Elisa VDK (she) is a Brussels-based video maker, lesbian and feminist. Her first documentary “Les Nouvelles Guérillères”, aims to highlight Brussels’ feminist collectives and their daily struggles to make Brussels and its urban space more egalitarian, less sexist and less racist.
These collectives work in different ways: collages, bicycle rides, feminist and decolonisation walks. This documentary therefore highlights the discrimination and harassment suffered on a daily basis by women and gender minorities in Brussels, but also reveals, in a more positive way, all the forms of action put in place to counter patriarchy.
I met Elisa to discuss about her work as a video artist and feminist in Brussels.
According to her, “queer”, “documentary” and “cultural” would be the three words that best define her current projects.
What are the challenges you have faced as a woman and a lesbian in the audio-visual field?
Honestly, I have been very lucky. I feel that during my career, first as an employee in a communication company as a video journalist, and then as a freelancer for more than eight years now, I have been lucky.
Maybe because it’s something [sexual orientation] that I didn’t particularly emphasise and then I had caring people around me. However, I have a lot of friends in the AV world who have suffered and been discriminated against either because of their gender, or their sexual orientation, or even just being a woman and being seen as someone who still has everything to learn when they are ultra-talented.
Do you feel that this sector is still mainly male-oriented?
Yes, so let’s be honest, I’m a freelancer so I sometimes work in teams but most of the time I’m an editor, a cameraman and I often do all the steps of the audio-visual production by myself.
On the other hand, when I worked in this communication company, it was all guys! The girls only had the journalist jobs. On the technical side, it was mainly men.
Now, the only person I can cite as an example and whose contact I can give as a cool queer woman videographer is Diana Vos. I met her by chance, during the shooting of my documentary. Beyond queerness, she is the first female videographer I could recommend, who is talented and who does the same job as me. And it’s crazy, because I met her only two years ago.
Has your work had an impact on your vision of Brussels in any way?
Um, it depends. Since I’m from Brussels, there was a desire to show what Brussels was like in this documentary. But in fact, it’s true that filming the city and more specifically, filming with the collectives in the city, it gave a very interesting dimension.
If you ask me if there is a before/after, yes clearly, there were spots that I thought were cool or that I had been passing by for years without ever asking myself any questions, which became, effectively, a bit of a trigger because these collectives informed me, for example, about the layout of these places, which was very badly thought out, or about certain dangerous areas when you are a woman or a gender minority and you come home at a certain time of the night.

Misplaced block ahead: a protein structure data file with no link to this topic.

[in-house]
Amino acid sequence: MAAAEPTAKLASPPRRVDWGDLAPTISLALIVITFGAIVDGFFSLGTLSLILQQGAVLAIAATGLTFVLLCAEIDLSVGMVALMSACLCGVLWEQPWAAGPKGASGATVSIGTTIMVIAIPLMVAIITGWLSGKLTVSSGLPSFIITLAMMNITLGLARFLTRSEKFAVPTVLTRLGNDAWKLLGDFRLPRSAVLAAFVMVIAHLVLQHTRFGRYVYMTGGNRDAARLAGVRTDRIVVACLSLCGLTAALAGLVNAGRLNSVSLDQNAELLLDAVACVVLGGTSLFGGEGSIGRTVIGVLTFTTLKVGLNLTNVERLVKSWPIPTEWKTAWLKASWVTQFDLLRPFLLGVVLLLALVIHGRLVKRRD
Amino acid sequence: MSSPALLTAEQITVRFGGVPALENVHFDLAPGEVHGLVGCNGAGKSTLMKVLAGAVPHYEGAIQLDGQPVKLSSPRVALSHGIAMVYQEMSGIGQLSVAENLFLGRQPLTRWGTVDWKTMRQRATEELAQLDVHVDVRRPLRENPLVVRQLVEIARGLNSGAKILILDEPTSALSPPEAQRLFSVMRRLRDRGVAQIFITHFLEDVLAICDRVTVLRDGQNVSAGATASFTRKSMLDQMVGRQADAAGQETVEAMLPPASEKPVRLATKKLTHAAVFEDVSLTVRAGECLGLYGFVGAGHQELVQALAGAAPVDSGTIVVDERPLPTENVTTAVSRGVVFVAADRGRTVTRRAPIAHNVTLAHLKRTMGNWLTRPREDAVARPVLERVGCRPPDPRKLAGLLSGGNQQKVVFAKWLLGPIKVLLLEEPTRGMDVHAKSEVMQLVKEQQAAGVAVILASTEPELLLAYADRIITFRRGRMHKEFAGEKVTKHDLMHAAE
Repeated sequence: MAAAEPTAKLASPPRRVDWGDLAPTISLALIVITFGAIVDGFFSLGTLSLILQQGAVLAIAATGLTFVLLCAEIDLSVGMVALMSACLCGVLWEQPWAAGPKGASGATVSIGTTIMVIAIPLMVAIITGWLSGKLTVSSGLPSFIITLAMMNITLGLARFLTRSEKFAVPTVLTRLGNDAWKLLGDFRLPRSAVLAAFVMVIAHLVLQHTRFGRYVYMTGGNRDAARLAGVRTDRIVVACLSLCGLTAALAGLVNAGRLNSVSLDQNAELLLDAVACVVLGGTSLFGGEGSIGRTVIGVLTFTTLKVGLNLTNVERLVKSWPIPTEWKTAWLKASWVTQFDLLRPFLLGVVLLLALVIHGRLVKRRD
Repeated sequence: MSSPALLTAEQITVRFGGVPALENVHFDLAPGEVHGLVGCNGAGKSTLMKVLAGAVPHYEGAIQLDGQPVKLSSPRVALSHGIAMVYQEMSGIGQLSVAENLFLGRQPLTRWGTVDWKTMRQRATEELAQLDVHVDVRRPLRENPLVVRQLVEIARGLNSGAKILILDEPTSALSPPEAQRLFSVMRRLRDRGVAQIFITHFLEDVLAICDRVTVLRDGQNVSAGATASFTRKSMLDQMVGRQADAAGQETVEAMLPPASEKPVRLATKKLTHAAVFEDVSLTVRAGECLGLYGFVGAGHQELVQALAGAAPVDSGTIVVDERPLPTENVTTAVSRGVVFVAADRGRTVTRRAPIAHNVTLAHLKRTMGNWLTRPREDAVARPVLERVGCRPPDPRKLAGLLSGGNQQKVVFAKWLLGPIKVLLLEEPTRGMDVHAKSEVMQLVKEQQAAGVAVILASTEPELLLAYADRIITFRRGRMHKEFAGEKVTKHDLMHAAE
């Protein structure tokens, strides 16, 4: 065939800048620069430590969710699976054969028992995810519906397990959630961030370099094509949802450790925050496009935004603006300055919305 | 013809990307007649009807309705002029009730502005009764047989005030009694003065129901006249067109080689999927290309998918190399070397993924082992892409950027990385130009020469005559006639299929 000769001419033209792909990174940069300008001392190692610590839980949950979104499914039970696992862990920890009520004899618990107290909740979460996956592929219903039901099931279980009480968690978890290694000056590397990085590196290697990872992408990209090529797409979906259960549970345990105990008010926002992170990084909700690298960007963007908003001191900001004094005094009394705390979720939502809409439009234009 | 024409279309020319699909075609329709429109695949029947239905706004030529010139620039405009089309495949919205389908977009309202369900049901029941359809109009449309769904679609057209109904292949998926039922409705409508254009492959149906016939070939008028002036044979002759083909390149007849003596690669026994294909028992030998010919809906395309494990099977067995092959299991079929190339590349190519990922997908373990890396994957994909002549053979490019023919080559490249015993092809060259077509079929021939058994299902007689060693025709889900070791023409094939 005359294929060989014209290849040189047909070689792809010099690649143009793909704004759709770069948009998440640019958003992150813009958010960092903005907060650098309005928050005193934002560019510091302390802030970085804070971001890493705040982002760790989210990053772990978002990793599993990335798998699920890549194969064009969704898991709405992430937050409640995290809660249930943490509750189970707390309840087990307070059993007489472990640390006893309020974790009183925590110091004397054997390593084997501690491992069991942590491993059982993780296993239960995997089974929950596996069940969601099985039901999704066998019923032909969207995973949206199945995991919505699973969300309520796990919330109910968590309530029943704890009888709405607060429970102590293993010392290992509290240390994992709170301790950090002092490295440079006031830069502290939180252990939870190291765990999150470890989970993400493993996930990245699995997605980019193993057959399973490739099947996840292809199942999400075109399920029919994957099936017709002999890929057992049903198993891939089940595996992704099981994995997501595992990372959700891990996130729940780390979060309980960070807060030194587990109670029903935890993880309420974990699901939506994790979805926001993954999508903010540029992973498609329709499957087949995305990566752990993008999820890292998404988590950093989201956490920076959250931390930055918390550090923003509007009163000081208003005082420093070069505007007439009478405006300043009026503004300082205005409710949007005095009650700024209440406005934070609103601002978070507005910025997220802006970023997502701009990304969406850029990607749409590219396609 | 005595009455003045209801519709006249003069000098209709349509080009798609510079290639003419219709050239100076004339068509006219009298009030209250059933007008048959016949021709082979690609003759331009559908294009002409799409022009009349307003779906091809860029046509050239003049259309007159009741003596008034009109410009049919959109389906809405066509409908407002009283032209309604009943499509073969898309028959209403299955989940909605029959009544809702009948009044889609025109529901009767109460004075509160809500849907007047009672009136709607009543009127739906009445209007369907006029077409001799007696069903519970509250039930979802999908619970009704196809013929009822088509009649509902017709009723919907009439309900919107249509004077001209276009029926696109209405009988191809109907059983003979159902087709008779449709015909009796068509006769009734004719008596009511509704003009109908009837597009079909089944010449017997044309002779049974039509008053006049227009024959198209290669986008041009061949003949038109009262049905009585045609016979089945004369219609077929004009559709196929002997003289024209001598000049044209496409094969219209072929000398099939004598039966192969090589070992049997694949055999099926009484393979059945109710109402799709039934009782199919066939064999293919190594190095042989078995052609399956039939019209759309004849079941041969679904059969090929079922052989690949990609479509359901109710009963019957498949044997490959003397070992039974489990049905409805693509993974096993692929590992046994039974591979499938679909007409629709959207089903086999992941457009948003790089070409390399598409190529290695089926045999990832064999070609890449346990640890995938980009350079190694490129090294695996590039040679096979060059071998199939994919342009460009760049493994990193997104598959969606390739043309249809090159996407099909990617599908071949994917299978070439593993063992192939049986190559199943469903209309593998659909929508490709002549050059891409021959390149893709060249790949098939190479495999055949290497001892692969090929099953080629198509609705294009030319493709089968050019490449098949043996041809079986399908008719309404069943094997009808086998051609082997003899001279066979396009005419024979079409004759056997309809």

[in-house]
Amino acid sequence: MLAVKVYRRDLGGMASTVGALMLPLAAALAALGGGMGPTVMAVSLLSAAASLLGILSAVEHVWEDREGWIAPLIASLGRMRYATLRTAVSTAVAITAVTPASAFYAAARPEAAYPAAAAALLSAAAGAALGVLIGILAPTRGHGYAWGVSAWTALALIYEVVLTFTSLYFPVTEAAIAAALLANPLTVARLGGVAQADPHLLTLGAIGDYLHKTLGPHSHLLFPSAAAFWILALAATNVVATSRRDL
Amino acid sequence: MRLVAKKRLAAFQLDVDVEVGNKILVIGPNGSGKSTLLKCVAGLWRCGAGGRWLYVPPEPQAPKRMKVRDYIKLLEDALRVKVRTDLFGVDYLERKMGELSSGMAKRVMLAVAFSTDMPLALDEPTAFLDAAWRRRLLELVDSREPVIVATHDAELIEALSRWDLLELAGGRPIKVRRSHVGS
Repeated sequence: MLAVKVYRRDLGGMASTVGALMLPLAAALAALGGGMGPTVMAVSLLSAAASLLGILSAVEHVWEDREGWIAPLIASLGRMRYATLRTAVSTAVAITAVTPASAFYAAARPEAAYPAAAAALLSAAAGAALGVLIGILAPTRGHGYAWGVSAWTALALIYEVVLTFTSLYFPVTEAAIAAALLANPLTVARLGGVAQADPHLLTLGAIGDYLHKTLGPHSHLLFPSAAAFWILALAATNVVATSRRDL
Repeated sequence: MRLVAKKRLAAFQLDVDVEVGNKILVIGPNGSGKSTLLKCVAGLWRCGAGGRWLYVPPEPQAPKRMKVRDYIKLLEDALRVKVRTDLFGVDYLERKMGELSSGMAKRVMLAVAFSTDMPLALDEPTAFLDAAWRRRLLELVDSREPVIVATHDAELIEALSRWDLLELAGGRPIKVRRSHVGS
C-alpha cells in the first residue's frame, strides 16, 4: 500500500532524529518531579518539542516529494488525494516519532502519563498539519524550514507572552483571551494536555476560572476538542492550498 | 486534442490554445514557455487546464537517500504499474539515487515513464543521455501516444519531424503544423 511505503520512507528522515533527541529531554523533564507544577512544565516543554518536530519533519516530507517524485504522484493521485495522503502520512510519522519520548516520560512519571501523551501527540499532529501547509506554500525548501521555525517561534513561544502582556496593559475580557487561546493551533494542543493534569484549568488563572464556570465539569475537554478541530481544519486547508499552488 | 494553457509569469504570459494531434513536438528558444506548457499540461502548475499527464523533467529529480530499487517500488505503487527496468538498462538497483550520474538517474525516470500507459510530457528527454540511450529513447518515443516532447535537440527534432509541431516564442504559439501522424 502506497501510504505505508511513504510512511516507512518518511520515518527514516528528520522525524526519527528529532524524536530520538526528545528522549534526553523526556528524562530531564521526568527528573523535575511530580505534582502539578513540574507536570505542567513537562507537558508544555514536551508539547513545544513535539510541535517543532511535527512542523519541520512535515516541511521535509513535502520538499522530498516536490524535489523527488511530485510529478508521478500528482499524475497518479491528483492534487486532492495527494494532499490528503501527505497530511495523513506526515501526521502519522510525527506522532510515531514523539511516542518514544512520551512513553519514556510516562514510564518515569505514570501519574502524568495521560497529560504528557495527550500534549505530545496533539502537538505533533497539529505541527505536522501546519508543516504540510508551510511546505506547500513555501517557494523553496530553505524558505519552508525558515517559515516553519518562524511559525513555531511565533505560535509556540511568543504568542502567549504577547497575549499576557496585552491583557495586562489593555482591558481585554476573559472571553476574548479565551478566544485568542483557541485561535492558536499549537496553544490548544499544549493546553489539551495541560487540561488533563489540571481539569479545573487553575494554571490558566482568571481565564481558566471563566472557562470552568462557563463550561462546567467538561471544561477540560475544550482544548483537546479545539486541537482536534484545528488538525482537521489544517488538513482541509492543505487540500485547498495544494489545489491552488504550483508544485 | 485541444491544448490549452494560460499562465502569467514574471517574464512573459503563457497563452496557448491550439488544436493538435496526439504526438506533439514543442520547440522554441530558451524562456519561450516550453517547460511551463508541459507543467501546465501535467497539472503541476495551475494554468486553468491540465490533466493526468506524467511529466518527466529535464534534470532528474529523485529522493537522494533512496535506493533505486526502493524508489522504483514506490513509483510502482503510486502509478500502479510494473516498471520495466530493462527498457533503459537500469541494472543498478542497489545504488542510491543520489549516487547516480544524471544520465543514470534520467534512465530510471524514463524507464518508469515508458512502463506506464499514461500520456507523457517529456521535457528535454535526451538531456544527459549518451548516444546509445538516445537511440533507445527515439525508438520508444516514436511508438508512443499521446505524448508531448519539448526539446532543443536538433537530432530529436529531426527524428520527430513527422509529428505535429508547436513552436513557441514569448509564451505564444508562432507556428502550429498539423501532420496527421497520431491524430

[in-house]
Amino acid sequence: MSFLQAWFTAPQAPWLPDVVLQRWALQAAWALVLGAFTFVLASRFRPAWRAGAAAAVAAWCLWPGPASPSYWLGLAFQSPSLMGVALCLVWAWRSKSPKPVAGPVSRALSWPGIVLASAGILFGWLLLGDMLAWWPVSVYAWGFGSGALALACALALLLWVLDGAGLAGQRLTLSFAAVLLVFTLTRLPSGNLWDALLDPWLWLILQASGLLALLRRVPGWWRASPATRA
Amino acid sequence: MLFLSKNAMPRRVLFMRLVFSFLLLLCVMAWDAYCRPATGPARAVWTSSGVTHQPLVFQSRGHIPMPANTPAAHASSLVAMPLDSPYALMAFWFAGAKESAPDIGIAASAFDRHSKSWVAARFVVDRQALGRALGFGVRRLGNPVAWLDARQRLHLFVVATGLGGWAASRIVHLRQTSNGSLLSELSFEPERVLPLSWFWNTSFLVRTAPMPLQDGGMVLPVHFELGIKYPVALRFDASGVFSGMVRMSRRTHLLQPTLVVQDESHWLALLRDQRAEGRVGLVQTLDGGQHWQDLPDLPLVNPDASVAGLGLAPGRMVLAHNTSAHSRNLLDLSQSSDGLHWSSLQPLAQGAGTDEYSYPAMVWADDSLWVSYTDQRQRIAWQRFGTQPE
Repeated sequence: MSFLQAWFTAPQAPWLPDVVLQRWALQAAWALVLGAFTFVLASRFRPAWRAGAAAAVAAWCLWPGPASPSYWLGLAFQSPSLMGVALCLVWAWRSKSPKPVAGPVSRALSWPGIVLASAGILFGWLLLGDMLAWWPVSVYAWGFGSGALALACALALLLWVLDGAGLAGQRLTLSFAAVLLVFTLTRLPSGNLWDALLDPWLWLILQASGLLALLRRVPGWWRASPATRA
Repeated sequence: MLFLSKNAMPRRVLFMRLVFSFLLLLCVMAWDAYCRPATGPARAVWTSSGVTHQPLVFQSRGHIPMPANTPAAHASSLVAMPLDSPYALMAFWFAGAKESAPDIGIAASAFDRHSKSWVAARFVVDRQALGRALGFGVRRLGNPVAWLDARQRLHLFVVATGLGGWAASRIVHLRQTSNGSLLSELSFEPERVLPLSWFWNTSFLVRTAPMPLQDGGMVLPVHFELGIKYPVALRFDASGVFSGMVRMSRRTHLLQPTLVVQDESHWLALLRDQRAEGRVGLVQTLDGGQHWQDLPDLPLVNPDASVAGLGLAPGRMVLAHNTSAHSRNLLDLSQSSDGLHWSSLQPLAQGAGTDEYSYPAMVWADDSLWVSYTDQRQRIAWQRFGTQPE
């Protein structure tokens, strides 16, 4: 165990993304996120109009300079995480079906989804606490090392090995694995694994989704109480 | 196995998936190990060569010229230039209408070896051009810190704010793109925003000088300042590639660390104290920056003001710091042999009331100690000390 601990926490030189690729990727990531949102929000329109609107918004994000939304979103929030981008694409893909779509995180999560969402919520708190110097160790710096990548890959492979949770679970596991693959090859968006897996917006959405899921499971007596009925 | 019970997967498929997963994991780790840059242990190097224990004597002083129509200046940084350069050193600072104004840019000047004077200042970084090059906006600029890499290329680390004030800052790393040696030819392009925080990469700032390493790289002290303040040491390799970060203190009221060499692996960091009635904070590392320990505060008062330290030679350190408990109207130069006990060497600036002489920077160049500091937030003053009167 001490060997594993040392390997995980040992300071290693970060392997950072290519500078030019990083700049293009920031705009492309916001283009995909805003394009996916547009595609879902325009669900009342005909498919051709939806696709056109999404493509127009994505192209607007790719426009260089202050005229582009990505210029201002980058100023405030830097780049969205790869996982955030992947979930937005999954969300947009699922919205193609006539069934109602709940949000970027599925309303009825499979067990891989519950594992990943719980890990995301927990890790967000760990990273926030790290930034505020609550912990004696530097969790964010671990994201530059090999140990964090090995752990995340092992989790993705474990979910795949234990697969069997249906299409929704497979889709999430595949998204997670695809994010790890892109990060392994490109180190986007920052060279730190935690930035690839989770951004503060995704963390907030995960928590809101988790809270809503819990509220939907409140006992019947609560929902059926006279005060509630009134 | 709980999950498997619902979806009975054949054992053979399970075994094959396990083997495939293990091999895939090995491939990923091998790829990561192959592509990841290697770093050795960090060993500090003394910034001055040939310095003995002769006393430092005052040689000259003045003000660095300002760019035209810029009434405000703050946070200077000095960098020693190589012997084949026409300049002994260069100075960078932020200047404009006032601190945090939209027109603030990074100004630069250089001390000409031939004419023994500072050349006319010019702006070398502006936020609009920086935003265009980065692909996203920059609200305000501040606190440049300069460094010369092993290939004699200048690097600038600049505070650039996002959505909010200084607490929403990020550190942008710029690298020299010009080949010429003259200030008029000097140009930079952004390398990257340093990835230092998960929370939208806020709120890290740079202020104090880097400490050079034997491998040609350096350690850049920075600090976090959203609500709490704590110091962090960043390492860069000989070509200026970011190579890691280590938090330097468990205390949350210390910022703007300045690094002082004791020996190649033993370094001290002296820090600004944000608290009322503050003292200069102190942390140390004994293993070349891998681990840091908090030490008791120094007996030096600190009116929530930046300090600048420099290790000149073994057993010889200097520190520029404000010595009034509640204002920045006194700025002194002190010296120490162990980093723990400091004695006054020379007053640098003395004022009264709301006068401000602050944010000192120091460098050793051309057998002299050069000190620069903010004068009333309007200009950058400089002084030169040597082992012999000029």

So it’s true that I wanted to show the city of Brussels because it was beautiful and there were certain places that I liked a lot, but after having tackled these themes of gender and harassment, I have a new way of looking at certain places that I have always known. I see them through the testimonies of the women* I interviewed.
Would you have an anecdote related to your documentary to share with us? An anecdote from the shooting or from a screening?
Yes, there is an anecdote that struck me a little. We were doing interviews with each person or each group in an outdoor spot and systematically, each time we landed in a new spot (the interview lasted about an hour), after about twenty minutes there was someone who came to bother us, either cops, or drunk guys, or guys who absolutely wanted to intervene because they saw a camera and apparently had something very important to say.
It’s crazy, because at one point, it became such a leitmotif, a recurring thing in every interview, that I wanted to put it in the documentary to show all these “making off” sequences where the guys actually come and are really annoying. And in the end, I said to myself “well no, we’re not going to give them any space, we’re going to let these collectives speak”.
In fact, we can’t be at peace for more than thirty minutes, as soon as we are static in a place in the street, in the urban space, they come to bother you.
Has your documentary been shown in schools? And what were the reactions of this younger audience?
Yes, it was shown in three schools in Brussels. But indeed, after the first broadcasts, I got a lot of feedback telling me that it was a documentary of public interest, that it should be used as an educational tool by teachers.
It’s true, when I was 8, 10 or 12 years old, it would have been really good for me to discover all these collectives, because I had a lot of questions. And then in the playground it’s always a bit touchy, that’s where you learn a bit about the codes of patriarchy and how you should behave in society.
But yes, we still have to push for it to be shown in schools!
Her next project will deal with non-binary gender and performance art… Stay tuned 😉
You may also like
How we met: Jean-Paul Masse and Elvis Pompilio
A quick-fire Q&A with creative power-couple Jean-Paul Masse and Elvis Pompilio. How did the two
Meet Andy Lorbi Ishiringo
Andy Lorbi Ishiringo is Miss Bear Belgium 2023. They are involved into several queer associations
Mustii about building bridges between mainstream and alternative
Next to being a judge on Drag Race Belgique, Mustii is a multidisciplinary artist. You
Music Report: Melissa Juice
We caught up with Canadian-born DJ Melissa Juice to talk about music and life in
Laïss Barkouk, the promising queer writer
Laïss Barkouk is the head editor of Vulcana and a writer who also likes to